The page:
They say boys usually end up in one of two categories growing up - dinosaurs or cars, I was neither. I never really cared for being or things I was never going to see (for those of you unaware, dinosaurs are extinct) and felt that knowing the difference between a V6 and a V8 engine made no difference in my childhood or adulthood. To this day, I still can't name anything beyond the names of car companies and have no clue how a S Class is different from a C Class Benz (I'm not even sure if those are real classes, or if Benzes function as classes). It's probably not surprising that I didn't get my license until my first year in college, and I proudly was driven around by my friends during lunch and for hangouts and for a majority of senior year by my girlfriend at the time (that Jetta basically functioned as my first car).
This is not a result of my upbringing - my dad is very into cars and so is my brother, to the point where his current favorite pastime activity (much to the dismay of my mother) is a car video game that I don't know the name of. He spends hours on that game, flipping through the various cars on the screen and showing me which one has better drift, the one with deep history and the ones that cost the most. I don't even know how he knows all these car facts considering we rarely talk about cars in the family and it doesn't seem like he brought any car class rubrics home from his first week back at school (if schools shut down one more time because of COVID, I will propose moving to Texas or Florida). What amazes me even more is that this interest in the four wheeled vehicle even exists - I can't fathom being interested enough in an artificial creation that serves no concrete purpose other than getting someone from point A to point B. Obsession with the build of the car, being a part of car "gangs" (outside of the community aspect, which I thoroughly respect) and merely having conversations about cars continues to surprise me and confirm the fact that people, by nature, are innately very different.
For those that know the two cars I've owned and driven in the past, the previous two paragraphs will probably yell hypocrisy, as I have not had the most traditional of cars when you imagine a 24 year old male who doesn't care about cars and didn't have a license until he was 18 (factor in the me being a Korean American in Orange County since demographics dictates what cars you're allowed to drive, and this only gets more severe). My first car was a Dodge Challenger (that's the extent to which I know how to describe that car, no idea what the engine is like) - I have somewhat of an excuse for this one as there happened to be a massive promotion for Dodge right around the time I got my license and I needed a car to commute to my internship in the summer after my freshman year. The two distinct things I remember about that car is its awfully tight packed back row seats (more like a storage space with leg room) and the flat tire I got four days in while backing into a streetside parking spot. Of course, as someone who innately loves attention, it didn't hurt that the outside frame of that car seemed very sportscar esque, with many of my also knowledgeable in the car world friends calling it the batmobile. On a practicality standpoint, it was very hard for me to give people rides with the limited backspace, it ate up gas like no other (at least the prices weren't very high as this was before the Joe days), and parking was very difficult given how wide the frame was. Did I thoroughly enjoy the looks I got when I got out of the car? Of course. Could I have felt OK driving a prius instead and investing the leftover money into my ROTH IRA from gas savings? Definitely.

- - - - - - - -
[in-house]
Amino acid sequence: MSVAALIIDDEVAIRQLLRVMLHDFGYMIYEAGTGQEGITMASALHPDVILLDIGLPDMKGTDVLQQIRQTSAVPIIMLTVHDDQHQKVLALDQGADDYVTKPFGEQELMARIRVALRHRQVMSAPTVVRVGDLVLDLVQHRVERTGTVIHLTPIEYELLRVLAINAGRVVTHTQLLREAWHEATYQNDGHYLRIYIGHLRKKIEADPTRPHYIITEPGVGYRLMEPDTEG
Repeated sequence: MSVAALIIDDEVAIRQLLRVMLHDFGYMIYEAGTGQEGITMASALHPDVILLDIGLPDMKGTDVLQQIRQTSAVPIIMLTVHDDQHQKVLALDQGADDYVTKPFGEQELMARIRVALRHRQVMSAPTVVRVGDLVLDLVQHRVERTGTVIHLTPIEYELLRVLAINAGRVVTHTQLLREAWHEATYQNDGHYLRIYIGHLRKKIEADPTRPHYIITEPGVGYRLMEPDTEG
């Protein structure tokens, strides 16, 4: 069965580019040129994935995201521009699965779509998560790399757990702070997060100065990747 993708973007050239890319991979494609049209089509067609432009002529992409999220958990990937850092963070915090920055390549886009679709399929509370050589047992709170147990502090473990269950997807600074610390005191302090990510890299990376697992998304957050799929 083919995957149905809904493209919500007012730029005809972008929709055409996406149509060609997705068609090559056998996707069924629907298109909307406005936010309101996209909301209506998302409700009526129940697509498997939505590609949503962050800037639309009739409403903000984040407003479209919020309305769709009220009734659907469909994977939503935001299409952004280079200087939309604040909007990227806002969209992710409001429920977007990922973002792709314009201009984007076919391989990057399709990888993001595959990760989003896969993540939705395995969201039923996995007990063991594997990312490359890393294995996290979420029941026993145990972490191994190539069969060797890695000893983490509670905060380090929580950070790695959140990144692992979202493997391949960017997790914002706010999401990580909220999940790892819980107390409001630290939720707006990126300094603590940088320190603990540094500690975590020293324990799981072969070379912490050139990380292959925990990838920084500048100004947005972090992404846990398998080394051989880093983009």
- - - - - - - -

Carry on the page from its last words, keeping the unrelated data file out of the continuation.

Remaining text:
My second (and current) car doesn't really make my case any better, as I drive a Fiat Spider Abarth (I don't even know if that's the correct way to say it) which is (apparently) a Miyata with a Fiat aesthetic. It's even more tightly packed than the Challenger, also having only two doors but no back seats - come to think of it, I've never driven a car with four doors. This car was supposed to be a Father's Day Gift, but my dad ended up getting another car through his company and my return to Irvine was faster than expected. I'm not going to lie - having a convertible is a great feeling and whoever said the happiness that comes from material possessions declines is a liar, every time I drive this car with the top down I get a thrill. Similarly to the Challenger, it's always a fun time to get out of the car or inside of it with people staring - compared to the Challenger, I'm sure the looks associated with the Abarth are more on the lines of "how is that car so small" and "what is that." I even had occurrences where diehard car fans have stopped me in the parking lot to ask if it was the Abarth and interrogate me on the engine specs and other terms I've never heard of regarding cars, to all of which they were disappointed to hear "I don't know." It's ironic that I have probably driven two cars that typically are in the garages of those that enjoy cars, which I don't identify myself with.
In association with car thoughts, I actually do enjoy driving for driving itself. I'm definitely too chicken to race or speed on the 405, but there's something relaxing and satisfying with the very action of driving. I don't mind driving for others either - this could partly be my control freak thing as well as me being very skeptical of others' driving skills - and always prefer to do so if possible. This has always been limited by the cars I've driven and many people (not surprisingly) prefer to not have me drive as they'd rather have their legs stretch out comfortably. I think all I can ask for (and care for) from a car is low gas prices, minimal repair issues, and some level of attention seeking, all of which seem to be not that hard to do even if you know nothing about cars. That's why I'm super excited for the Cybertruck I pre-ordered.